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The murder scene was an investigator's dream. The claw hammer that bludgeoned Trail to death was there. So was a gym bag with Cunanan's name on it that contained an empty holster and a partly filled box of Golden Saber .40-cal. bullets. At Trail's apartment police found a message from Cunanan on the answering machine, asking Trail to come to Madson's place. Police who later searched Cunanan's San Diego apartment found a trove of S&M gear: clamps, harnesses and videos featuring sex with animals.
There is considerable controversy about whether the FBI neglected or fumbled the search from there. People in the gay community ask whether the bureau cared enough about a serial killer who preyed mostly on homosexuals. The bureau says it saw to it that Cunanan was featured four times on America's Most Wanted, and followed up thousands of leads. "We've reached out to every gay community in the nation that we can identify," says Kevin Rickett, an FBI agent with the Minnesota Fugitive Task Force, which launched the manhunt.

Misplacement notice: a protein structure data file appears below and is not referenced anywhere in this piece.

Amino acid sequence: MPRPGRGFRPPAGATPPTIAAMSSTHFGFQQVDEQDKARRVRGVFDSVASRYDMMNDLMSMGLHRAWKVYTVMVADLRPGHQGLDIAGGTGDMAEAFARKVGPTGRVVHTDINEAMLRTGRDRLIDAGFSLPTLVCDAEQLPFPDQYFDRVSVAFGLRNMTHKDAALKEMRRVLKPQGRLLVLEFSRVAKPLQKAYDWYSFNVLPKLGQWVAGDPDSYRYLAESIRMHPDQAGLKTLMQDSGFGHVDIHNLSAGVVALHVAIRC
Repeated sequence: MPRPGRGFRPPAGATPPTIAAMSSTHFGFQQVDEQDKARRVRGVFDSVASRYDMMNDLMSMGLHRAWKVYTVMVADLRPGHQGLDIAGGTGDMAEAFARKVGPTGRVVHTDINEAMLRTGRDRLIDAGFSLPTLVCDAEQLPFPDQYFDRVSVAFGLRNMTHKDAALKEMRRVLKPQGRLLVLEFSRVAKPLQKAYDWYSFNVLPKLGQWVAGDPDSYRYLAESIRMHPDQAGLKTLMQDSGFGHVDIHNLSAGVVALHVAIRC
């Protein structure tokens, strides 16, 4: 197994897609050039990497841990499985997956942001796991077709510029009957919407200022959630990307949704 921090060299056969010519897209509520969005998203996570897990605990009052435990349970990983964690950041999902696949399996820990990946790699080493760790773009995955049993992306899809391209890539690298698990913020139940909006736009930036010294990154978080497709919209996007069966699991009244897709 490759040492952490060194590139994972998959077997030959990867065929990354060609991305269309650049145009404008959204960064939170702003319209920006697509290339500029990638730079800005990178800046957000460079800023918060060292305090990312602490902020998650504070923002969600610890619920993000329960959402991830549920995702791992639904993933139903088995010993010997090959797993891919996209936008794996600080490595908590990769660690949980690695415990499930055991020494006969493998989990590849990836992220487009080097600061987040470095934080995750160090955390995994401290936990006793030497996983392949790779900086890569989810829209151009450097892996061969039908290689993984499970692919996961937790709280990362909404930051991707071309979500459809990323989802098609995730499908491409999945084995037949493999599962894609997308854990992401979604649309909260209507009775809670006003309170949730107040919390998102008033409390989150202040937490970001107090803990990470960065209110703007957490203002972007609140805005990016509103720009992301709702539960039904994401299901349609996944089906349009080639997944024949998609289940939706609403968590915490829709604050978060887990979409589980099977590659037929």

In Florida, however, there have been complaints that the FBI did not focus early enough on Miami Beach's gay community. A number of bars and businesses in the area say they were alerted by agents. But though the FBI promised to send 1,500 flyers to the gay and lesbian center in Fort Lauderdale, they did not arrive until the day after Versace's killing. FBI officials blame government printing delays for the foul-up.
No one disputes now, though, that the search is on full force. FBI deputy director William Esposito told TIME, "I'd equate this manhunt to what we were doing in the late stages of the search for the Unabomber." Agents are seeking out every known friend or associate of Cunanan's, on the assumption he will try to contact one of them in an effort to get shelter and money. "There's a high likelihood he'll strike again," warns Bill Hagmaier, chief of the FBI's child-abuse and serial-killer unit. Meanwhile, after a private service in Miami on Wednesday attended by Versace's brother and sister, the designer's remains were cremated. Then his family took the ashes back to Italy on a private jet. And the worlds of Gianni Versace and Andrew Cunanan separated forever.
--Reported by Greg Aunapu, Cathy Booth and Tammerlin Drummond/Miami Beach, Julie Grace/Chicago, James Willwerth/San Diego, Laird Harrison/San Francisco and Elaine Shannon/Washington